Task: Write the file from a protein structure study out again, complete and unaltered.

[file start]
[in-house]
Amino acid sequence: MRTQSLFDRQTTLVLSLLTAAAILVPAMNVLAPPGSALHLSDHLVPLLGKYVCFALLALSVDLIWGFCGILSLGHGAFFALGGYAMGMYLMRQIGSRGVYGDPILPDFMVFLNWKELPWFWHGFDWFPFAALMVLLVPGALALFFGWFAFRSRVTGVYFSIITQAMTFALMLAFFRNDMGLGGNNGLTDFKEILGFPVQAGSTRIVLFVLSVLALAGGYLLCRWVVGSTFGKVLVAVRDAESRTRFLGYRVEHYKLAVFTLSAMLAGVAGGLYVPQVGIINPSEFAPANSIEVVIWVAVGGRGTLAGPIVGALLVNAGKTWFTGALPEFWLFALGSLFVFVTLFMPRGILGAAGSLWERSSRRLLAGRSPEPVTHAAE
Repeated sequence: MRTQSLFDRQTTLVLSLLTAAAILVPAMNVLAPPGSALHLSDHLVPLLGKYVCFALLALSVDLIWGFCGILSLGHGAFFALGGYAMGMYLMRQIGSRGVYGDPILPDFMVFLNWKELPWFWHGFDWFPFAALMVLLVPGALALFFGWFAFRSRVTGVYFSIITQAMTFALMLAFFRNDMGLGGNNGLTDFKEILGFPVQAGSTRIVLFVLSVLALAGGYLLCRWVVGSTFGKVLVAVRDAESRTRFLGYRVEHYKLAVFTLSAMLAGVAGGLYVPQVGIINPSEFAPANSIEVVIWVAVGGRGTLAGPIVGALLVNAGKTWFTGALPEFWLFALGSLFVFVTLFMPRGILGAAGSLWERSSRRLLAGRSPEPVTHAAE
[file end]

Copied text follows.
[in-house]
Amino acid sequence: MRTQSLFDRQTTLVLSLLTAAAILVPAMNVLAPPGSALHLSDHLVPLLGKYVCFALLALSVDLIWGFCGILSLGHGAFFALGGYAMGMYLMRQIGSRGVYGDPILPDFMVFLNWKELPWFWHGFDWFPFAALMVLLVPGALALFFGWFAFRSRVTGVYFSIITQAMTFALMLAFFRNDMGLGGNNGLTDFKEILGFPVQAGSTRIVLFVLSVLALAGGYLLCRWVVGSTFGKVLVAVRDAESRTRFLGYRVEHYKLAVFTLSAMLAGVAGGLYVPQVGIINPSEFAPANSIEVVIWVAVGGRGTLAGPIVGALLVNAGKTWFTGALPEFWLFALGSLFVFVTLFMPRGILGAAGSLWERSSRRLLAGRSPEPVTHAAE
Repeated sequence: MRTQSLFDRQTTLVLSLLTAAAILVPAMNVLAPPGSALHLSDHLVPLLGKYVCFALLALSVDLIWGFCGILSLGHGAFFALGGYAMGMYLMRQIGSRGVYGDPILPDFMVFLNWKELPWFWHGFDWFPFAALMVLLVPGALALFFGWFAFRSRVTGVYFSIITQAMTFALMLAFFRNDMGLGGNNGLTDFKEILGFPVQAGSTRIVLFVLSVLALAGGYLLCRWVVGSTFGKVLVAVRDAESRTRFLGYRVEHYKLAVFTLSAMLAGVAGGLYVPQVGIINPSEFAPANSIEVVIWVAVGGRGTLAGPIVGALLVNAGKTWFTGALPEFWLFALGSLFVFVTLFMPRGILGAAGSLWERSSRRLLAGRSPEPVTHAAE